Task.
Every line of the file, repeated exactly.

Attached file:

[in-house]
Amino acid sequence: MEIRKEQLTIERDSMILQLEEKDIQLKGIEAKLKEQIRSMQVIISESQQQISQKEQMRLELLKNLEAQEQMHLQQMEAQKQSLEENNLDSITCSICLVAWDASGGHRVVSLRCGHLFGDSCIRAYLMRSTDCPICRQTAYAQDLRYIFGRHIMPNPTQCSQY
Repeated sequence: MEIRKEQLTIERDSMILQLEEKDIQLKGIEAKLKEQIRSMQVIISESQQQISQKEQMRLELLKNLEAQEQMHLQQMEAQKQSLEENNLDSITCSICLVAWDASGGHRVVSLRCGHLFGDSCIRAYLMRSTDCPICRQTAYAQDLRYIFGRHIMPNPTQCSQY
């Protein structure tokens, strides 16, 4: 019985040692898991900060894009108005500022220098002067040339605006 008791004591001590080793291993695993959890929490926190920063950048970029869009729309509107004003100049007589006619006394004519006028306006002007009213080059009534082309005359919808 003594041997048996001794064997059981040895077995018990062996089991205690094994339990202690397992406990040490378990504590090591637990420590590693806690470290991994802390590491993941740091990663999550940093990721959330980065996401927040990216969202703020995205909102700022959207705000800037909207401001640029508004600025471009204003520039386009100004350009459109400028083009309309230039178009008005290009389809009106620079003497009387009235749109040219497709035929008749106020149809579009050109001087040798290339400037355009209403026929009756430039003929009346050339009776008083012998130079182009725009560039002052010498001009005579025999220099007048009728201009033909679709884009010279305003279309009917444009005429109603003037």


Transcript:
[in-house]
Amino acid sequence: MEIRKEQLTIERDSMILQLEEKDIQLKGIEAKLKEQIRSMQVIISESQQQISQKEQMRLELLKNLEAQEQMHLQQMEAQKQSLEENNLDSITCSICLVAWDASGGHRVVSLRCGHLFGDSCIRAYLMRSTDCPICRQTAYAQDLRYIFGRHIMPNPTQCSQY
Repeated sequence: MEIRKEQLTIERDSMILQLEEKDIQLKGIEAKLKEQIRSMQVIISESQQQISQKEQMRLELLKNLEAQEQMHLQQMEAQKQSLEENNLDSITCSICLVAWDASGGHRVVSLRCGHLFGDSCIRAYLMRSTDCPICRQTAYAQDLRYIFGRHIMPNPTQCSQY
């Protein structure tokens, strides 16, 4: 019985040692898991900060894009108005500022220098002067040339605006 008791004591001590080793291993695993959890929490926190920063950048970029869009729309509107004003100049007589006619006394004519006028306006002007009213080059009534082309005359919808 003594041997048996001794064997059981040895077995018990062996089991205690094994339990202690397992406990040490378990504590090591637990420590590693806690470290991994802390590491993941740091990663999550940093990721959330980065996401927040990216969202703020995205909102700022959207705000800037909207401001640029508004600025471009204003520039386009100004350009459109400028083009309309230039178009008005290009389809009106620079003497009387009235749109040219497709035929008749106020149809579009050109001087040798290339400037355009209403026929009756430039003929009346050339009776008083012998130079182009725009560039002052010498001009005579025999220099007048009728201009033909679709884009010279305003279309009917444009005429109603003037």